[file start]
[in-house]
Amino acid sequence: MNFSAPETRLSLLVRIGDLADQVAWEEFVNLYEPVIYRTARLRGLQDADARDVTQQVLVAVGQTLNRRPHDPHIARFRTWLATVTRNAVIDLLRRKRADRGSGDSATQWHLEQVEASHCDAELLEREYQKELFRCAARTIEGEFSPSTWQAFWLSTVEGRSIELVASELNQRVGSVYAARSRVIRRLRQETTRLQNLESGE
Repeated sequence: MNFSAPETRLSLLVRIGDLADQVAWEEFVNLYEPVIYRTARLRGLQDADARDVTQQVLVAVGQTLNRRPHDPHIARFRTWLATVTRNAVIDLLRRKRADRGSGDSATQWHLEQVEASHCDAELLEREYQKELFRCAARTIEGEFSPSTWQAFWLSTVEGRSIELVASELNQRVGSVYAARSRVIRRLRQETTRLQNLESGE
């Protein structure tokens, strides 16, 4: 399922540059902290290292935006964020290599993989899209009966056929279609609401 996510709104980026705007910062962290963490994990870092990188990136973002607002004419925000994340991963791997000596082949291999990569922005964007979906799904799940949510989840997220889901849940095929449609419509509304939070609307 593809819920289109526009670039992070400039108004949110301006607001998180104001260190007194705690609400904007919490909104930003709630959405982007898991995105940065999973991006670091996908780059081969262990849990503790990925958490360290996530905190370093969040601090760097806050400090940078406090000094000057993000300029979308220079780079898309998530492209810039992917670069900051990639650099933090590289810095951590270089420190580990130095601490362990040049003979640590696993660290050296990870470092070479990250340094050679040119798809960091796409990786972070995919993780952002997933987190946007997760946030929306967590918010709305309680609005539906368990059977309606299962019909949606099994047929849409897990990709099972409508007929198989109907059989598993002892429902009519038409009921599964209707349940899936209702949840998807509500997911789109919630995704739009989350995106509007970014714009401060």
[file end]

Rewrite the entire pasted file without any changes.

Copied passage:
[in-house]
Amino acid sequence: MNFSAPETRLSLLVRIGDLADQVAWEEFVNLYEPVIYRTARLRGLQDADARDVTQQVLVAVGQTLNRRPHDPHIARFRTWLATVTRNAVIDLLRRKRADRGSGDSATQWHLEQVEASHCDAELLEREYQKELFRCAARTIEGEFSPSTWQAFWLSTVEGRSIELVASELNQRVGSVYAARSRVIRRLRQETTRLQNLESGE
Repeated sequence: MNFSAPETRLSLLVRIGDLADQVAWEEFVNLYEPVIYRTARLRGLQDADARDVTQQVLVAVGQTLNRRPHDPHIARFRTWLATVTRNAVIDLLRRKRADRGSGDSATQWHLEQVEASHCDAELLEREYQKELFRCAARTIEGEFSPSTWQAFWLSTVEGRSIELVASELNQRVGSVYAARSRVIRRLRQETTRLQNLESGE
């Protein structure tokens, strides 16, 4: 399922540059902290290292935006964020290599993989899209009966056929279609609401 996510709104980026705007910062962290963490994990870092990188990136973002607002004419925000994340991963791997000596082949291999990569922005964007979906799904799940949510989840997220889901849940095929449609419509509304939070609307 593809819920289109526009670039992070400039108004949110301006607001998180104001260190007194705690609400904007919490909104930003709630959405982007898991995105940065999973991006670091996908780059081969262990849990503790990925958490360290996530905190370093969040601090760097806050400090940078406090000094000057993000300029979308220079780079898309998530492209810039992917670069900051990639650099933090590289810095951590270089420190580990130095601490362990040049003979640590696993660290050296990870470092070479990250340094050679040119798809960091796409990786972070995919993780952002997933987190946007997760946030929306967590918010709305309680609005539906368990059977309606299962019909949606099994047929849409897990990709099972409508007929198989109907059989598993002892429902009519038409009921599964209707349940899936209702949840998807509500997911789109919630995704739009989350995106509007970014714009401060």